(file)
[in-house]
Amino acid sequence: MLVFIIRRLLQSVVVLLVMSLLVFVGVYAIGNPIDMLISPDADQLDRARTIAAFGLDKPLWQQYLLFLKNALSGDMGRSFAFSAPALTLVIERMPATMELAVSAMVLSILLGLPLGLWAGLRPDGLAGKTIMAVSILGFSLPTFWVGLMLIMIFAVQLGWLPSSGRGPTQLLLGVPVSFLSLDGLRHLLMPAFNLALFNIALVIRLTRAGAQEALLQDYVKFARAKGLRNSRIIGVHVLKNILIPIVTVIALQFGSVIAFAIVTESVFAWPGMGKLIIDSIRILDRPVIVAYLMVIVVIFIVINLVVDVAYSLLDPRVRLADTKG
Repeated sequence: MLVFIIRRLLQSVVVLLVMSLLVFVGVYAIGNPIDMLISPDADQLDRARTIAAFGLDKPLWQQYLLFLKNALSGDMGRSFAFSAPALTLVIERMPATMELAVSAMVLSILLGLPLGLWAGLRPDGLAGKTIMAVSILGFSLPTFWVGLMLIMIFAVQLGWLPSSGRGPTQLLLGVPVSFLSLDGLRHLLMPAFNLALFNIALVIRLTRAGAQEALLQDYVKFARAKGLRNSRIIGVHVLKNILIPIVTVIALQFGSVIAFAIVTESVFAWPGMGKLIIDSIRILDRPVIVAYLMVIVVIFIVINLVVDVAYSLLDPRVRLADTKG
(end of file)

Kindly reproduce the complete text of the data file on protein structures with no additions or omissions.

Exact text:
[in-house]
Amino acid sequence: MLVFIIRRLLQSVVVLLVMSLLVFVGVYAIGNPIDMLISPDADQLDRARTIAAFGLDKPLWQQYLLFLKNALSGDMGRSFAFSAPALTLVIERMPATMELAVSAMVLSILLGLPLGLWAGLRPDGLAGKTIMAVSILGFSLPTFWVGLMLIMIFAVQLGWLPSSGRGPTQLLLGVPVSFLSLDGLRHLLMPAFNLALFNIALVIRLTRAGAQEALLQDYVKFARAKGLRNSRIIGVHVLKNILIPIVTVIALQFGSVIAFAIVTESVFAWPGMGKLIIDSIRILDRPVIVAYLMVIVVIFIVINLVVDVAYSLLDPRVRLADTKG
Repeated sequence: MLVFIIRRLLQSVVVLLVMSLLVFVGVYAIGNPIDMLISPDADQLDRARTIAAFGLDKPLWQQYLLFLKNALSGDMGRSFAFSAPALTLVIERMPATMELAVSAMVLSILLGLPLGLWAGLRPDGLAGKTIMAVSILGFSLPTFWVGLMLIMIFAVQLGWLPSSGRGPTQLLLGVPVSFLSLDGLRHLLMPAFNLALFNIALVIRLTRAGAQEALLQDYVKFARAKGLRNSRIIGVHVLKNILIPIVTVIALQFGSVIAFAIVTESVFAWPGMGKLIIDSIRILDRPVIVAYLMVIVVIFIVINLVVDVAYSLLDPRVRLADTKG